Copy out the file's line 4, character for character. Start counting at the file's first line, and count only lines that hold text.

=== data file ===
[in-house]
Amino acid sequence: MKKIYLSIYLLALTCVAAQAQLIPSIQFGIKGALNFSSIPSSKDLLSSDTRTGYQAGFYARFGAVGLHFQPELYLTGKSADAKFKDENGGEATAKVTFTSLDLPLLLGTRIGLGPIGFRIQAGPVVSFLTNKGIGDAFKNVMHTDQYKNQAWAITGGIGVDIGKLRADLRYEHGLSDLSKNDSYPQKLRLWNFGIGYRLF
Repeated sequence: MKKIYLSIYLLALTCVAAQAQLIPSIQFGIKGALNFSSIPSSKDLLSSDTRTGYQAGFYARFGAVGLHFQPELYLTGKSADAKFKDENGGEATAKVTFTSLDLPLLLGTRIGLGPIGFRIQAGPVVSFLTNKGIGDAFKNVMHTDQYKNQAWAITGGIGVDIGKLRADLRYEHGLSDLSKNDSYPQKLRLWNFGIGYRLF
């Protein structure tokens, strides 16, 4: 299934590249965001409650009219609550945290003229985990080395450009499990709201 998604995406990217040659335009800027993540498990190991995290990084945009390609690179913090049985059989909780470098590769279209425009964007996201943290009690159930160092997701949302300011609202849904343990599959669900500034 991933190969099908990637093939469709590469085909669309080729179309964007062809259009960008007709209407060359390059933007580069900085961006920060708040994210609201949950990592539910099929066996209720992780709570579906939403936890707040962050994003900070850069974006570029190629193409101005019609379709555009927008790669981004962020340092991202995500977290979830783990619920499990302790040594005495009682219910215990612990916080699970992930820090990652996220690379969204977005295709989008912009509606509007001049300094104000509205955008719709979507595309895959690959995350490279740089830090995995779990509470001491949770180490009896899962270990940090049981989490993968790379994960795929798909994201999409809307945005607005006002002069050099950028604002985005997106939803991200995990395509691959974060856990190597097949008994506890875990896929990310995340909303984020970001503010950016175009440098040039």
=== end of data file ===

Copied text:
């Protein structure tokens, strides 16, 4: 299934590249965001409650009219609550945290003229985990080395450009499990709201 998604995406990217040659335009800027993540498990190991995290990084945009390609690179913090049985059989909780470098590769279209425009964007996201943290009690159930160092997701949302300011609202849904343990599959669900500034 991933190969099908990637093939469709590469085909669309080729179309964007062809259009960008007709209407060359390059933007580069900085961006920060708040994210609201949950990592539910099929066996209720992780709570579906939403936890707040962050994003900070850069974006570029190629193409101005019609379709555009927008790669981004962020340092991202995500977290979830783990619920499990302790040594005495009682219910215990612990916080699970992930820090990652996220690379969204977005295709989008912009509606509007001049300094104000509205955008719709979507595309895959690959995350490279740089830090995995779990509470001491949770180490009896899962270990940090049981989490993968790379994960795929798909994201999409809307945005607005006002002069050099950028604002985005997106939803991200995990395509691959974060856990190597097949008994506890875990896929990310995340909303984020970001503010950016175009440098040039």